July 11, 2018, 6:00 pm – Kilauea's east rift zone overflight: The large channelized flow to the west of Kapoho Crater,…
Posted by Extreme Exposure Fine Art Gallery on Thursday, July 12, 2018
Today’s Eruption Summary
Sadly, yesterday afternoon was the end of Kua O Ka La Charter School and Ahalanui Warm Ponds. The flow that diverted west of Kapoho Crater created a channelized a’a flow all the way to the ocean. There is now a strong ocean entry at what used to be Ahalanui Beach Park. There are still multiple “ooze-outs” along the northern lava flow front spanning former Kapoho Bay— it’s now 6 km, 3.7 miles across— “despite no visible surface connection to the fissure 8 channel.”
[Below: USGS 6am overflight, July 12: Fissure 8 perched lava channel, new diverted channel around Kapoho Crater, Ahalanui ocean entry.]
The level of Fissure 8’s lava river was low above Pohoiki Rd in the hours before the summit collapse. USGSVolcanoes posted at 7:17pm today that they observed an increase in Fissure 8 activity following the 2:42pm summit collapse (mag 5.3, here’s video), raising its level again. But there were no overflows, apart from some “small channel breaches south of the ocean entry.”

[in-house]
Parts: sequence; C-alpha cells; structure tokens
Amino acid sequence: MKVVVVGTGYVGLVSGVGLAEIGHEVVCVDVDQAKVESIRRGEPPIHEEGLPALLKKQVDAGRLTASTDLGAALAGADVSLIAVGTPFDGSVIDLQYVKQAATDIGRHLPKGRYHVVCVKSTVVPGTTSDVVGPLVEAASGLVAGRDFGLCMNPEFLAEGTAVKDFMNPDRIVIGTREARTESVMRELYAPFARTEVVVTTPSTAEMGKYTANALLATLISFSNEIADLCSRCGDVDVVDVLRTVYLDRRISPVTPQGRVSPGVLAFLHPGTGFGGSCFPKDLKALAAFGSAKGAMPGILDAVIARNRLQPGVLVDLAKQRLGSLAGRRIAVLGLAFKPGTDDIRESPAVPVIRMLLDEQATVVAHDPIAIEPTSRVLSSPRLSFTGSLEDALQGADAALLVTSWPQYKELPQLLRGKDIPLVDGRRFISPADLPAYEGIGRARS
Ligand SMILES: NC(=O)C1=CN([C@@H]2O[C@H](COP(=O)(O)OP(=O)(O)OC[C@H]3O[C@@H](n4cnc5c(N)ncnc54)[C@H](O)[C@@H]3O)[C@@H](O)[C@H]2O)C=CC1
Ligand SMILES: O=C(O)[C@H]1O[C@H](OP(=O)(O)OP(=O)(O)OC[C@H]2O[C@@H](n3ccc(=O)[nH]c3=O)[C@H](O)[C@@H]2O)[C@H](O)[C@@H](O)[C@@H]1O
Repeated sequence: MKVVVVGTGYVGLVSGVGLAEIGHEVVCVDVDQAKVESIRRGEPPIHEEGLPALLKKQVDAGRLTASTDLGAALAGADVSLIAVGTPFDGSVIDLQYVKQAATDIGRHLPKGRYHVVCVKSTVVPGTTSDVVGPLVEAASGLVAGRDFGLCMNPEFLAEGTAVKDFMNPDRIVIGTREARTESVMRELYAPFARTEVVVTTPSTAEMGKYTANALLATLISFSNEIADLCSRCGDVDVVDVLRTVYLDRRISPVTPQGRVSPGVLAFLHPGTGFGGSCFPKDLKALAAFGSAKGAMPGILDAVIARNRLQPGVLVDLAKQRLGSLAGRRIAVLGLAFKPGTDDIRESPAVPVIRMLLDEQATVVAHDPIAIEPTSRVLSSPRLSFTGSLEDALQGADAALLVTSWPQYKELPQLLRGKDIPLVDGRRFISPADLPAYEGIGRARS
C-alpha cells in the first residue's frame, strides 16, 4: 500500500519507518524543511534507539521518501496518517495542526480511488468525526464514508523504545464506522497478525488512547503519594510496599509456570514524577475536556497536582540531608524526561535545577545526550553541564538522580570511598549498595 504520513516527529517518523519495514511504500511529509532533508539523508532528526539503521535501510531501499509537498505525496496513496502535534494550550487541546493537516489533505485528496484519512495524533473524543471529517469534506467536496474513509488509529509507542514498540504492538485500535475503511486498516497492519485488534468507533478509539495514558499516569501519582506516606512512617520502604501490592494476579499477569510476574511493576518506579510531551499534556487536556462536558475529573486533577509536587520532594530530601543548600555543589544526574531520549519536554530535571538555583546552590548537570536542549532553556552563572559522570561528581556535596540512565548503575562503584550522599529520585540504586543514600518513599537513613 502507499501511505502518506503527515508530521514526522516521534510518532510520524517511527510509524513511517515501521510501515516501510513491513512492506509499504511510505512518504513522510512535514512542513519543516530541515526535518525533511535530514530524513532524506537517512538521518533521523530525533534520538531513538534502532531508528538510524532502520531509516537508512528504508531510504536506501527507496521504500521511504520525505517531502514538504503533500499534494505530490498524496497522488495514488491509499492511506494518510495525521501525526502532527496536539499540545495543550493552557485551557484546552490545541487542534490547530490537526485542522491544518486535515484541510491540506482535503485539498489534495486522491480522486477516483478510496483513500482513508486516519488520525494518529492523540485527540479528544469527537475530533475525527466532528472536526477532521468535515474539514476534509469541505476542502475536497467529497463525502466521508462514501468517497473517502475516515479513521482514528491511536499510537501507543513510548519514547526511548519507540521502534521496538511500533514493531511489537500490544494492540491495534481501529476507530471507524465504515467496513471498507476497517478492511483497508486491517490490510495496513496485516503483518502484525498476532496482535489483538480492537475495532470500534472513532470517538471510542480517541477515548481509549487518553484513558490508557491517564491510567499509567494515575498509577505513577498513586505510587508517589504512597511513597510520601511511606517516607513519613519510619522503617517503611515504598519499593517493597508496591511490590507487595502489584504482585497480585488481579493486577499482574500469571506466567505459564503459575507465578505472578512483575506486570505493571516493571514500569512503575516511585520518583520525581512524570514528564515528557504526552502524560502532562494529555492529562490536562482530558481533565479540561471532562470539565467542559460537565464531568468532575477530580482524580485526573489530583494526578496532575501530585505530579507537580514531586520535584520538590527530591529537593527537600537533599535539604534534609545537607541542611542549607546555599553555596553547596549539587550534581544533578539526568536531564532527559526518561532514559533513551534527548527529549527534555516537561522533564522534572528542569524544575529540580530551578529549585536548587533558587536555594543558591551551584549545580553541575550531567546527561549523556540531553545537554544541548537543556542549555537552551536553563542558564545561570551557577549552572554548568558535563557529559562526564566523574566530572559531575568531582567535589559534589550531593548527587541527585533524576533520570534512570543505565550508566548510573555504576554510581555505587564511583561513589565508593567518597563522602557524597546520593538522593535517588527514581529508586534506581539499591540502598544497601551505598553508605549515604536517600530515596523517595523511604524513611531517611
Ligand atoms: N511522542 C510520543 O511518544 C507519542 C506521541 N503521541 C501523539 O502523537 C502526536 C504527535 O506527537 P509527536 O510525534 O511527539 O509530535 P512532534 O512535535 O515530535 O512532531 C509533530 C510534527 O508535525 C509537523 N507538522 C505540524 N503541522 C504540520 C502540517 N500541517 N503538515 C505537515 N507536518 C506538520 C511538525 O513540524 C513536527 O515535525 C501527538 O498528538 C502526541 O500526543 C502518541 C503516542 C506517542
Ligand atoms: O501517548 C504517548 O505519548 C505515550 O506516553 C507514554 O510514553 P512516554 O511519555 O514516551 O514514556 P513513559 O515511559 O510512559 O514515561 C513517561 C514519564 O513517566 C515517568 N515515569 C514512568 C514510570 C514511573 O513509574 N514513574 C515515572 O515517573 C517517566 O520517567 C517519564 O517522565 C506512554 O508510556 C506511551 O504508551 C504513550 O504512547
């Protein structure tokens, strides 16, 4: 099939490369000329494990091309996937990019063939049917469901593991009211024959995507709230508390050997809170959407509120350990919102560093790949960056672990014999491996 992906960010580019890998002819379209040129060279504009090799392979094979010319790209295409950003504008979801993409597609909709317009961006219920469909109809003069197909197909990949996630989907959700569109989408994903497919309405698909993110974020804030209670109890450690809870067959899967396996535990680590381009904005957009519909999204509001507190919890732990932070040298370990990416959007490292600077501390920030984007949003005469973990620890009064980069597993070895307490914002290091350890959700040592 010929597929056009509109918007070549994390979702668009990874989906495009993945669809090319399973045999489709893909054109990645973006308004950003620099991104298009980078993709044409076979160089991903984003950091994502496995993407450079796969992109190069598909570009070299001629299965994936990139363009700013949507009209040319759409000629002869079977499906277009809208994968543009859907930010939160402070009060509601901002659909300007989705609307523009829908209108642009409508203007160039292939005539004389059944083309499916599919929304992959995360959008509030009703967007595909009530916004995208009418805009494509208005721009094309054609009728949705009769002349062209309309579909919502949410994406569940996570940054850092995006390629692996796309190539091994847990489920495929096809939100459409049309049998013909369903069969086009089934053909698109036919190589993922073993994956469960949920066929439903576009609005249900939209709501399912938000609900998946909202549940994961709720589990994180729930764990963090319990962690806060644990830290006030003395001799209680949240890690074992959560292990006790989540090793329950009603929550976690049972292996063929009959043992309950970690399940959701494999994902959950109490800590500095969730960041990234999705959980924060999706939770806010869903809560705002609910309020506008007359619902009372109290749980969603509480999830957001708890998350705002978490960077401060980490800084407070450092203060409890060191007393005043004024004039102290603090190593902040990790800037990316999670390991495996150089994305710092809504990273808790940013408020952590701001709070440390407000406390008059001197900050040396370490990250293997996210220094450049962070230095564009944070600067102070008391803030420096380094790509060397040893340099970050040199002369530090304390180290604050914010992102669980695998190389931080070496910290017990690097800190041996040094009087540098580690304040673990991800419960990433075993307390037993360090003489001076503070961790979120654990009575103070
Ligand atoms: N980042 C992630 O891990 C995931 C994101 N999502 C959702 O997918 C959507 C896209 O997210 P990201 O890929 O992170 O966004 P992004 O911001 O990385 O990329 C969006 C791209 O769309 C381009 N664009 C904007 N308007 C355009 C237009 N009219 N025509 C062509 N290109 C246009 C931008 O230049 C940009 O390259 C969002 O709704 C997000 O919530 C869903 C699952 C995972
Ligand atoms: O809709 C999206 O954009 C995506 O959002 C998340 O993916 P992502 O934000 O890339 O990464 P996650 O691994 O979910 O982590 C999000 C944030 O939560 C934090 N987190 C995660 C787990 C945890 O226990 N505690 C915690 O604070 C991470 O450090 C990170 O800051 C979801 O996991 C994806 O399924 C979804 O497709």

Speaking of the ocean entry, Bruce Omori of @HotSeatHawaii captured a startling offshore laze/steam/lava explosion just offshore:
Huge underwater explosion from Hawaii eruption. Bruce & Mick don't quite see it and I think the explanation for that is that the GoPro shoots such a wide angle that even though it looks like it is right in front of them, it was likely below their line of sight. pic.twitter.com/otJxmh9TAg
— Hot Seat Hawai'i (@HotSeatHawaii) July 12, 2018
USGS field teams reported “no visible activity” at Fissure 22 or any other fissures besides 8.
Today, USGS also posted a 3-month timelapse of Halema’uma’u from the HVO panorama cam, April 14-July 11:
This is another busy news day.